Gold Rush - Forging The American Ring Symposium
SF Opera's Lucia Media Round-Up

Dessay's Debut at SF Opera

Photo * Notes *
Natalie Dessay had her long awaited debut at San Francisco Opera last night in the opening of Lucia di Lammermoor. Her voice has a marvelous incandescent quality, but also has a hard edge that borders on vulgar. Her movements are light and her acting is strong. She was completely convincing in her mad scene, and the use of
glass harmonica rather than flute here certainly was effective.

Tenor Giuseppe Filianoti's debut was less impressive, though at least he looked fine paired with Dessay, as she is rather petite. His portrayal of Edgardo started off fairly well, his voice bright and reedy, though with a certain whining quality. The famous Act II sextet was his strongest moment, sounding particularly good with Gabriele Viviani (Enrico). However, he was nearly shrieking in Act III, "Fra poco a me ricovero" was not good. Viviani made for a threatening villain, his voice is not especially beautiful but is serviceable enough. Though his diction was precise, his intonation was not, which was clear in the duet "Se tradirmi tu potrai." Oren Gradus faired better as Raimondo, his light but warm tones were lovely.

As for the smaller roles, Cybele-Teresa Gouverneur (Alisa) did not distinguish herself. Her little shaky voice was hysterical at first, and inaudible in the sextet. Matthew O'Neill (Normanno) sounded fine, though he was a hair off from the orchestra at one point. Andrew Bidlack was a restrained and suitably stiff Arturo, and sang well in the sextet.

The chorus was excellent, though they were a bit fast near the end, or else the orchestra was somewhat slow. They were not, in any case, exactly together. The orchestra did sound crisp and in tune under debuting conductor Jean-Yves Ossonce.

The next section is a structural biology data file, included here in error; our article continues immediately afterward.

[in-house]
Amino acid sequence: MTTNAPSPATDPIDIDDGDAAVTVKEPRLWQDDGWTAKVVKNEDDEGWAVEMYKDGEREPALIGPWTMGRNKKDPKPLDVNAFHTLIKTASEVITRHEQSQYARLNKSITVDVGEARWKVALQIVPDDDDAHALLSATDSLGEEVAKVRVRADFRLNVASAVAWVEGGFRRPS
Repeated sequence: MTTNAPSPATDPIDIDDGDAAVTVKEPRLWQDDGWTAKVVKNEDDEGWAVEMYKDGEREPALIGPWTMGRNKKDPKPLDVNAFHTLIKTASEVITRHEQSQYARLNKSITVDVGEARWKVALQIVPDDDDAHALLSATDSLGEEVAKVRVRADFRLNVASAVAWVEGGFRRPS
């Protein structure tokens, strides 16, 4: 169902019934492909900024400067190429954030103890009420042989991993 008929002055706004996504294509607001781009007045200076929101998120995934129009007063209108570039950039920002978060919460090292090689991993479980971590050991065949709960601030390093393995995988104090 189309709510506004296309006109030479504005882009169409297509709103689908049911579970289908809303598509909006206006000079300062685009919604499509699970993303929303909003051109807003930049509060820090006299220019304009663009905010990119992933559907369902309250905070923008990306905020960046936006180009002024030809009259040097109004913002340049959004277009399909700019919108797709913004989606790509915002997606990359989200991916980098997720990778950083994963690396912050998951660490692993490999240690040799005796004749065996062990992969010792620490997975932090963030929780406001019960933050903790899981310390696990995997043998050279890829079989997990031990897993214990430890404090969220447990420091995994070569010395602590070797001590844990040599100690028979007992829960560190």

Other production teams could really learn a thing or two from director Graham Vick and designer Paul Brown. The set was gloriously quiet, and only made one cracking noise between the second and third scenes of the last act, and this was when there was no music to interrupt. Despite the silence of the set, the visual impact was utterly stunning. The gloomy elegance of the moving walls, the storm scene, and Lucia's entrance in the mad scene using a platform covered with heather (Calluna vulgaris) painted red were all gorgeous. Some of the effects with shadows were too much like caricature, they reminded me a bit of Kara Walker's work sans the incisive political commentary.

* Tattling *
The War Memorial looked quite full, and no rush tickets were available. Standing room was crowded, and is bound to become even more so. I'm sure this is the production that brings in so many people that there will be fainting in standing room, hopefully it will distract them so I can hear Ariodante in peace.

I only heard one mobile phone ring, and it sounded like it was coming from outside the hall, in the lobby. There were no watch alarms heard in the orchestra, and I didn't notice anyone talking.

Dr. Marcia Green's amusing pre-opera talk focused on the music of Lucia in film, of course bringing up The Fifth Element and the blue alien diva.